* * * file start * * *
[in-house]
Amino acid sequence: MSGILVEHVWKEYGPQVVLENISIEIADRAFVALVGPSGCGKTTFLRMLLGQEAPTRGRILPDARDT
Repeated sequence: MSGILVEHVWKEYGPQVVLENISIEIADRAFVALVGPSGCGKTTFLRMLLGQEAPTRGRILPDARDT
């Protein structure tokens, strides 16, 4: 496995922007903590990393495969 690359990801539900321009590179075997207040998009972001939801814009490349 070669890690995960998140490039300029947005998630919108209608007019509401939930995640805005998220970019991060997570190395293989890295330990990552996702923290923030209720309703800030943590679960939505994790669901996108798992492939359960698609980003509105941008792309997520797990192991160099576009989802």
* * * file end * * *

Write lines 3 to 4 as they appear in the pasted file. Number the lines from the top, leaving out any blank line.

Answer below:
Repeated sequence: MSGILVEHVWKEYGPQVVLENISIEIADRAFVALVGPSGCGKTTFLRMLLGQEAPTRGRILPDARDT
């Protein structure tokens, strides 16, 4: 496995922007903590990393495969 690359990801539900321009590179075997207040998009972001939801814009490349 070669890690995960998140490039300029947005998630919108209608007019509401939930995640805005998220970019991060997570190395293989890295330990990552996702923290923030209720309703800030943590679960939505994790669901996108798992492939359960698609980003509105941008792309997520797990192991160099576009989802």